This paper presents a design method for multi-story timber building with consideration of regulatory constraints. The objective is to optimize in the same time thermal, structural and environmental objectives taking into account the industrial feasibility. To set up this method and the appropriate tool a study case is developed and will be implemented.
In a process before being finished in a sawing factory after felled in forest, we clarified the actual situation of the carbon income and expenditure with edge materials and the fuel, and calculated the carbon balance of the house made by Nagano’s local wood. In this report, we carried out the actual survey and a hearing investigation in the laminated lumber factory and, calculated carbon balance of Japanese larch finger joint wood and glued laminated timber of eastern Nagano prefecture.
The Cradle-to-Cradle Certification at Platinum level, awarded to products which perfectly embody the principles of Cradle-to-Cradle design, is perhaps one of the most esteemed standards of excellence in sustainability circles. Currently, there is no Platinum-level product which can deliver the classic postand-beam structural system. This literature review investigates the possibility of a timber beam product filling in that gap, and the potential design specifications necessary to do it. Findings suggest that the resin component of current glulam beams harm the Cradle-to-Cradle assessment rating, therefore posing a challenge to find eco-friendly alternative. Potential candidates such as lignin and casein resin are studied, along with the novel technology of welded dowel-laminated timber.
April 3-5, 2014, Boston, Massachusetts, United States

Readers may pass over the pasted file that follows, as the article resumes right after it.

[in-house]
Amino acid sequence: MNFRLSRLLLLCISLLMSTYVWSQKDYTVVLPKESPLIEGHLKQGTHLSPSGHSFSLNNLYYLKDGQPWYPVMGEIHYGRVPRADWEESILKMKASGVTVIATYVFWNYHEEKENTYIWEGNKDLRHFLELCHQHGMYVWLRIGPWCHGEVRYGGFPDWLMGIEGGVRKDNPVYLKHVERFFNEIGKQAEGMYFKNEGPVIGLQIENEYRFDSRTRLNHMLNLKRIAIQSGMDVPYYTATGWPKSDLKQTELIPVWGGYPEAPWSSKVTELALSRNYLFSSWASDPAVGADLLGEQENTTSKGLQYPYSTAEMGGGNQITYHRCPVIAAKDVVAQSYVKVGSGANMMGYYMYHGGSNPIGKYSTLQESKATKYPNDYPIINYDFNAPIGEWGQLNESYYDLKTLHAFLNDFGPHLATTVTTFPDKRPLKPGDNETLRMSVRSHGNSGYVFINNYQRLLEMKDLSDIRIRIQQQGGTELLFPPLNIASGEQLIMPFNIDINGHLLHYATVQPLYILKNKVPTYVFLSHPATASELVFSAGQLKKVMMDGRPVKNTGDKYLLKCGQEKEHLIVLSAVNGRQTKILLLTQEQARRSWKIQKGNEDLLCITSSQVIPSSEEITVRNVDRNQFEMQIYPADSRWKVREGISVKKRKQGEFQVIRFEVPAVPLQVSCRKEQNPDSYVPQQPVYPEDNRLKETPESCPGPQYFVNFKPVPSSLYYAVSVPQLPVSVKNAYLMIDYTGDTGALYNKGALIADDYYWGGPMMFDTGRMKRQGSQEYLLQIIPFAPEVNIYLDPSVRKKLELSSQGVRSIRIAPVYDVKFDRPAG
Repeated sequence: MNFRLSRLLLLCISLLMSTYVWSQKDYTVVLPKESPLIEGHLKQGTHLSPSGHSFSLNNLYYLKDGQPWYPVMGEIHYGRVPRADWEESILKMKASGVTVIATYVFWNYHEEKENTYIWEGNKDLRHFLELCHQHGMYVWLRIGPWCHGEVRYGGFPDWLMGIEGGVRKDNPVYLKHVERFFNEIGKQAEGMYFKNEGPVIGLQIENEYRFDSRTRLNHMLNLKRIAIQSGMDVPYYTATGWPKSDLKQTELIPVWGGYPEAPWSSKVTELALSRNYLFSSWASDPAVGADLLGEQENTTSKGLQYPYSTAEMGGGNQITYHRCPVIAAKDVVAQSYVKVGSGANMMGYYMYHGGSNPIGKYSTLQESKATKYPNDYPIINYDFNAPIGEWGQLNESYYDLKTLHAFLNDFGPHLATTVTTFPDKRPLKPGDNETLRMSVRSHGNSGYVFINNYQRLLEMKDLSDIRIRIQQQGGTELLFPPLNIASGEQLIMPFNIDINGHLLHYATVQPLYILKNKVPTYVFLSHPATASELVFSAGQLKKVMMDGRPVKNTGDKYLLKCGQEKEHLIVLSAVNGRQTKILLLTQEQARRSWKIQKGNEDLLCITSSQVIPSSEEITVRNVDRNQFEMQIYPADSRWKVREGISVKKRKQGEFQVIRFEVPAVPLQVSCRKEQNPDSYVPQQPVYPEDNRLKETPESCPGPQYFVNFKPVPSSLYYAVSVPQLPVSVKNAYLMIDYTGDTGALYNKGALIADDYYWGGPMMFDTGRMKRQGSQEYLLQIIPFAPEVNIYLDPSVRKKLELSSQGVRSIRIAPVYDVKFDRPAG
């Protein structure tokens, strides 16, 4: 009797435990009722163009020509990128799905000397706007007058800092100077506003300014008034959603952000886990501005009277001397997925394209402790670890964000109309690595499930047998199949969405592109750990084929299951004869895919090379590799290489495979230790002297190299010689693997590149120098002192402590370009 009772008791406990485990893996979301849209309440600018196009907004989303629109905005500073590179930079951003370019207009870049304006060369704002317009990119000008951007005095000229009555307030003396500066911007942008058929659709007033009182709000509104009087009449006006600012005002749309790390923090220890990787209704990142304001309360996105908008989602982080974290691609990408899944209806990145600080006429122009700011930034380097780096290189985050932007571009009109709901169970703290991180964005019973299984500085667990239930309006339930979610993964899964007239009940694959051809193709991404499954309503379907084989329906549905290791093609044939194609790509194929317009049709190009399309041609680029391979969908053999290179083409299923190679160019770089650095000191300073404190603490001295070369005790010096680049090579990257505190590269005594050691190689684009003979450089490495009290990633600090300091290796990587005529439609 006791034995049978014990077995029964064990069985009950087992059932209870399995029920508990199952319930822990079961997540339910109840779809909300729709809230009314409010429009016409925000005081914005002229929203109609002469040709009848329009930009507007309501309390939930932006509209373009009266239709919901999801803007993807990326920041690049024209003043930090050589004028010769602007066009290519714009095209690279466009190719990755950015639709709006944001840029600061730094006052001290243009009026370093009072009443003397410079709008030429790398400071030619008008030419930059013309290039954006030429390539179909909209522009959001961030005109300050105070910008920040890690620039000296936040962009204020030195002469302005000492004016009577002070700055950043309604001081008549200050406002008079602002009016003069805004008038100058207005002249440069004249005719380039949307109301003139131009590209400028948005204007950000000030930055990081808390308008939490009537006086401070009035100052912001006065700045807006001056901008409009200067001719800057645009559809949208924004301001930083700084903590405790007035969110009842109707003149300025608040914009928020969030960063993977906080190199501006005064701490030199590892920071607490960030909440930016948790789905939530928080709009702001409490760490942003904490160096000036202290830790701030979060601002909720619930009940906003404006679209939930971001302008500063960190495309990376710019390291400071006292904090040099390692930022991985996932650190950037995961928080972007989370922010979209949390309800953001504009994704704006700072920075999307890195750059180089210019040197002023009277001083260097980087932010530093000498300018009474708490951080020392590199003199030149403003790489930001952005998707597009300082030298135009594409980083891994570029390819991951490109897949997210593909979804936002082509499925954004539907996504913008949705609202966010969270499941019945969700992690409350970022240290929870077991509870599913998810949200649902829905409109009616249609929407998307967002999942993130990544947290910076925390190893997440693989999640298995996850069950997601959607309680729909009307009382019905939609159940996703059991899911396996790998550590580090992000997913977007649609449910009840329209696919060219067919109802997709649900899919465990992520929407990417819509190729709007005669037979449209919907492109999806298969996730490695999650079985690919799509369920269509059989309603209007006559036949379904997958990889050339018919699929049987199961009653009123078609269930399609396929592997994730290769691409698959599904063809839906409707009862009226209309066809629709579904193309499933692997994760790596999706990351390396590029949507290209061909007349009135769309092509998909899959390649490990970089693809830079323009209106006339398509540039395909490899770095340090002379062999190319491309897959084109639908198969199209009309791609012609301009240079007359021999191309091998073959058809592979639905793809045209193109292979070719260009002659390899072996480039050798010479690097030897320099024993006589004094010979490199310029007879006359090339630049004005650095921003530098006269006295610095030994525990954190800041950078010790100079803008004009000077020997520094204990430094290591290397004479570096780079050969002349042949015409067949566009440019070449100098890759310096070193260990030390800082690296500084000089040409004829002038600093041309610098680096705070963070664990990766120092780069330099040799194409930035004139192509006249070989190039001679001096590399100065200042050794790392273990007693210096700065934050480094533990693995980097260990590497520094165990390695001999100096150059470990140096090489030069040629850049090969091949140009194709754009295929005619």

The goal of this research was to develop a structural system for tall buildings using mass-timber as the main structural material that reduces the carbon dioxide emissions associated with the structure. The structural system research was applied to a prototypical building based on an existing concrete benchmark for comparison.
This paper discusses key design issues associated with tall mass-timber buildings along with potential solutions. It is believed that the system proposed in the research and discussed in the paper could mitigate many of these design issues. The main structural mass-timber elements are connected by steel reinforcing through cast-in-place concrete at the connection joints. This system plays to the strengths of both materials and allows the designer to apply sound tall building engineering fundamentals. The result is believed to be an efficient structure that could compete with reinforced concrete and structural steel while reducing the associated carbon emissions by 60 to 75%.
This manual is helpful for experts and novices alike. Whether you’re new to mass timber
or an early adopter you’ll benefit from its comprehensive summary of the most up to date
resources on topics from mass timber products and applications to tall wood construction
The manual’s content includes WoodWorks technical papers, Think Wood continuing
education articles, case studies, expert Q&As, technical guides and other helpful tools.
Click through to view each individual resource or download the master resource folder for
all files in one handy location. For your convenience, this book will be updated annually as
mass timber product development and the market are quickly evolving.
Project contact is Lech Muszynski at Oregon State University
The aim of this project is to remove this vulnerability by thoughtful conceptualization of basic strategies for optimizing the design of mass timber buildings for successful post-use material recovery/reuse and end-of-life climate benefit. Research questions will include: